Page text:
Anyone who comes up with special offers must also deliver them. Many know surely the mattress business, with which durably the clearance sale with special discounts is applied. They consider these once, perhaps still another second time, until you notice that everything is only mesh. It behaves similarly also with newsletter, and/or the pertinent subject line. So anyone who advertises with “Only today…“, “Now free of charge…” or “Once-only offer…” must also comply with this. Otherwise, the trust is quickly gone and the recipient no longer opens a mailing.
7. The spice lies in the brevity
A subject line should not be as short as possible, because your recipients are reading lazy or have a limited receptivity, but because it is otherwise not displayed completely. The advice for the correct length varies slightly. As a rule, at least 40 characters are displayed and, depending on the device and application, also 60-75 characters. Therefore, we recommend that you use 45 to 55 characters (for most desktop users). However, you should not hang yourself on three more characters if this would result in the message being lost. Formulate your subject line in such a way that the most important keywords are as far in front as possible, so that they are not clipped by any e-mail client after all.
For the content you can save irrelevant additions like “Daily Newsletter:…“, these only take up space and do not convey any content. An important point for the length of your subject line are also the end devices that your recipients use. As an EMM user, you will find this information in the EMM statistics. If, for example, you have a large number of mobile users, it is advisable to use subject lines that are as short as possible.
Numbers offer clear information and convey a certain technical competence. In addition, numbers already stand out in the subject because they are regarded as symbols and are therefore more eye-catching and memorable. Therefore, always use the number and not the word for numbers. This also saves characters. Discounts in the subject line should be taken with caution, as some spam filters react to this. Examples of this are subjects such as “Now 15 percent discount on…” or “20 Euro save on…“. Numbers from statistics, checklists etc. work well and less susceptible to spam, examples are “5 reasons for…“, “12 tips for…” and “90 % of our customers…“. In addition to numbers, other striking punctuation marks can also be used. Use these sparingly, however, so that your mailing does not appear dubious or is declared as spam.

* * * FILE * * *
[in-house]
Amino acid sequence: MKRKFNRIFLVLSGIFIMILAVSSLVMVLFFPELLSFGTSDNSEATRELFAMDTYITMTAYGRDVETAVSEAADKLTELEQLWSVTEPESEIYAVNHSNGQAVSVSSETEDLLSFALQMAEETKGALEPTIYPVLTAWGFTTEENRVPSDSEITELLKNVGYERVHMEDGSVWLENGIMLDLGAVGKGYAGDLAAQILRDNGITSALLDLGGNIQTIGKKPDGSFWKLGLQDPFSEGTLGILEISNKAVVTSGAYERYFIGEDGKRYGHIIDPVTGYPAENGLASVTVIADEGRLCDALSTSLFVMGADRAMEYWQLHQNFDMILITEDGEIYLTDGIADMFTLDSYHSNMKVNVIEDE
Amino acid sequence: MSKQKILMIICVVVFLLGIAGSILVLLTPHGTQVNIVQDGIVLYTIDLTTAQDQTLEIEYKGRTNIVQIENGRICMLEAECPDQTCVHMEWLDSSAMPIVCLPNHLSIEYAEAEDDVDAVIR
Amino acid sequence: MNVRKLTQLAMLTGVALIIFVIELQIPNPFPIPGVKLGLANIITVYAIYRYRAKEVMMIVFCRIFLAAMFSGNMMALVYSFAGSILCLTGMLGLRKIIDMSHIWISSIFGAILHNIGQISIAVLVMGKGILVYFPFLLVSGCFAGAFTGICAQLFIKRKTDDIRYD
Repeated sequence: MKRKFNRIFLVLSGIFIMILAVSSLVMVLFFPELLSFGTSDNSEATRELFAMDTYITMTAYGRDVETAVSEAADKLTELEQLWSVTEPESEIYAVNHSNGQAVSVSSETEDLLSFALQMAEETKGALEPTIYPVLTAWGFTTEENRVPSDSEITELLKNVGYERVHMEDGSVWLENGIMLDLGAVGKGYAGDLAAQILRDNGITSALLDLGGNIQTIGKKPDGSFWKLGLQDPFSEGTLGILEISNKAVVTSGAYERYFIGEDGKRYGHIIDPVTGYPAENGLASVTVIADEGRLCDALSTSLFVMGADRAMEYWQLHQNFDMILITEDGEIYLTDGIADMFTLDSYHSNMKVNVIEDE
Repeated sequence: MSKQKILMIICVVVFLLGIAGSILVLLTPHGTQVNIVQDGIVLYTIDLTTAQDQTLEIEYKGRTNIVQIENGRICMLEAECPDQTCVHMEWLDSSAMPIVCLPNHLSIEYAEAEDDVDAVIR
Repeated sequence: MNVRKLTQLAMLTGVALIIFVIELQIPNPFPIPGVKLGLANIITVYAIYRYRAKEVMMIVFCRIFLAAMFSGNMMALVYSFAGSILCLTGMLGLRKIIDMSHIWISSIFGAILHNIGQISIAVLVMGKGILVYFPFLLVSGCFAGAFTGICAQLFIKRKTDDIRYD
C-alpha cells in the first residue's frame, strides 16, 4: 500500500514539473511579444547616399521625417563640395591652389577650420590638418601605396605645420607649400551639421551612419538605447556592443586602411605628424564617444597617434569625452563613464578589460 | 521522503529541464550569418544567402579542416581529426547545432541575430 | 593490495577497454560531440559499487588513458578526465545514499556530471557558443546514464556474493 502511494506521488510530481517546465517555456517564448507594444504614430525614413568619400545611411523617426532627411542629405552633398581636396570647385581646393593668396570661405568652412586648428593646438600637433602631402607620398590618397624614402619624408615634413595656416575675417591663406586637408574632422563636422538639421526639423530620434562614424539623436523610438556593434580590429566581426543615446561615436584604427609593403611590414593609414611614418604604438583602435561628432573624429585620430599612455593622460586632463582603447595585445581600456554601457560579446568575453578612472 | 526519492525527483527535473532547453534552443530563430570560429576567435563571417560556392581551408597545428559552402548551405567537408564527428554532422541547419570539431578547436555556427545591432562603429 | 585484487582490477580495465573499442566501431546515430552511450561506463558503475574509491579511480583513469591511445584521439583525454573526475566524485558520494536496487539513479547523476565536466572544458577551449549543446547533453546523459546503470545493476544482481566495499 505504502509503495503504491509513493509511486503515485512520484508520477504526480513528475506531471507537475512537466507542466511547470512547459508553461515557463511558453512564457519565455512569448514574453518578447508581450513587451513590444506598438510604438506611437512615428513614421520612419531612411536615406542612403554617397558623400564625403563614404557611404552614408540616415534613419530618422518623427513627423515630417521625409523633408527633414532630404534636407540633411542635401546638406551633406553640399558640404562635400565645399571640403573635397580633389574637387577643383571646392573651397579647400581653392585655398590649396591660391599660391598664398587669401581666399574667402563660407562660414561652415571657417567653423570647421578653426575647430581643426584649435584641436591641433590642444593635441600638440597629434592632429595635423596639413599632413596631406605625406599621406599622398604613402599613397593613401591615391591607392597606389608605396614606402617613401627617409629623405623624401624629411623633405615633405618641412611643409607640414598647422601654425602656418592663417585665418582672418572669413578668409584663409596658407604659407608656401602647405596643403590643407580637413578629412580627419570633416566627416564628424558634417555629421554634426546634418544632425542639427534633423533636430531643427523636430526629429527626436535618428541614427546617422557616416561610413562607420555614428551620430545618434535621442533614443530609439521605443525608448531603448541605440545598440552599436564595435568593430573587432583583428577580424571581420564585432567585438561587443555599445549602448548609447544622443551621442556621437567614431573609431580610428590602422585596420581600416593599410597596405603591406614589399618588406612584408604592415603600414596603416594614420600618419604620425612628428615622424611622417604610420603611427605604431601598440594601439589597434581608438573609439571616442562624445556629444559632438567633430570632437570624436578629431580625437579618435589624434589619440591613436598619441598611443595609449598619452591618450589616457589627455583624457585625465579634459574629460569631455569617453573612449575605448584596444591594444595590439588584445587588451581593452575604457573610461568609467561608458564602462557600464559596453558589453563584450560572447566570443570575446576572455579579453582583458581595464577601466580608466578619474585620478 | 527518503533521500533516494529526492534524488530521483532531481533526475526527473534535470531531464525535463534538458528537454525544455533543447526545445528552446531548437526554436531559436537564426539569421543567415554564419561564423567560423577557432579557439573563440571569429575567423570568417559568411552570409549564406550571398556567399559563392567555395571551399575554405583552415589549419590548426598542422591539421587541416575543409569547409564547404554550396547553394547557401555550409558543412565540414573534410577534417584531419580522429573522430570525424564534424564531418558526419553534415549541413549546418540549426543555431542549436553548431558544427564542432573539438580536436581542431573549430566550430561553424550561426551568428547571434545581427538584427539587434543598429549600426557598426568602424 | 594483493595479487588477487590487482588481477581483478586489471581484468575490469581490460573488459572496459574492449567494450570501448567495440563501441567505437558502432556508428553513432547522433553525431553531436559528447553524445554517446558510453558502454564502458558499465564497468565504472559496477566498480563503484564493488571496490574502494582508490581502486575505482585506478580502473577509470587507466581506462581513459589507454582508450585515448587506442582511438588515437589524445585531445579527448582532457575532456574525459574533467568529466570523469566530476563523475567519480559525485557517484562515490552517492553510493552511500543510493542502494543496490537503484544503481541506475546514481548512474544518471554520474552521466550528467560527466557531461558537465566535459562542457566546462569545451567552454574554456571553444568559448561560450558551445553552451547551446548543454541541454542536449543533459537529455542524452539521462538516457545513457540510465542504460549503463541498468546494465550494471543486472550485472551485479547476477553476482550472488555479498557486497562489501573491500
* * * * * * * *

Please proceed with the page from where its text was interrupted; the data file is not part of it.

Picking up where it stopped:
9. Just Smile
As the saying goes: “A picture says more than a thousand words”. You can also take advantage of this in your subject line. Emojis first arouse attention and with the small pictures emotions can be conveyed quickly and easily. However these should not be used arbitrarily, but have reference to the topic, e.g. “🍁 With the sheets also the prices fall 🍂”. Use a maximum of 2-3 emojis, otherwise it will quickly appear dubious. On some occasions or partly in certain branches you should do without it completely. Here smilies can be regarded as frivolous and inappropriate. If you are not sure whether emojis is well received by your target group, it is best to send several split mailings. In the case of symbols with a different cultural background, depending on the target group, you should also pay attention to a possibly different meaning so that there are no misunderstandings. And important: Test whether the symbol is displayed correctly on different clients, as some emojis are not suitable for use in the subject.
You can simply copy the emojis into your subject line. In our blog post “Emojis – More emotions for email marketing” you will also find all common smilies and symbols well sorted.
10. Use pre-header
The pre-header is a supplement to the subject line and is displayed in many e-mail clients. Especially apps for mobile devices support the display of the pre-header. Therefore, the pre-header and the subject line should never be the same. The pre-header serves as a supplement to the subject. Use this opportunity to provide your recipients with more information than can be accommodated in a 45 character subject.
Here are some examples of how the pre-header has been well used to add valuable content information to the subject.
As the saying goes: The worm should taste good to the fish and not to the angler. It’s the same with mailings. A subject line that you think is great doesn’t have to appeal to your target group. Therefore the motto is: test, test, test. With an A-/B-Test, for example, you can quickly determine what is more popular.
Example: One of our board members was convinced that emojis in the subject of B2B newsletters are counterproductive and lead to fewer openings. His argument was that he deletes all emails with emojis unread. So he regarded his behaviour as standard. We did the test several times – and each time the variants with an emoji performed better. One of the winning subjects was: “Online training: Optimize your results with Testing! 📈”.
Of course, in the B2B environment, the subject must not lose its seriousness.
We wish you lots of fun and success with your copywriting!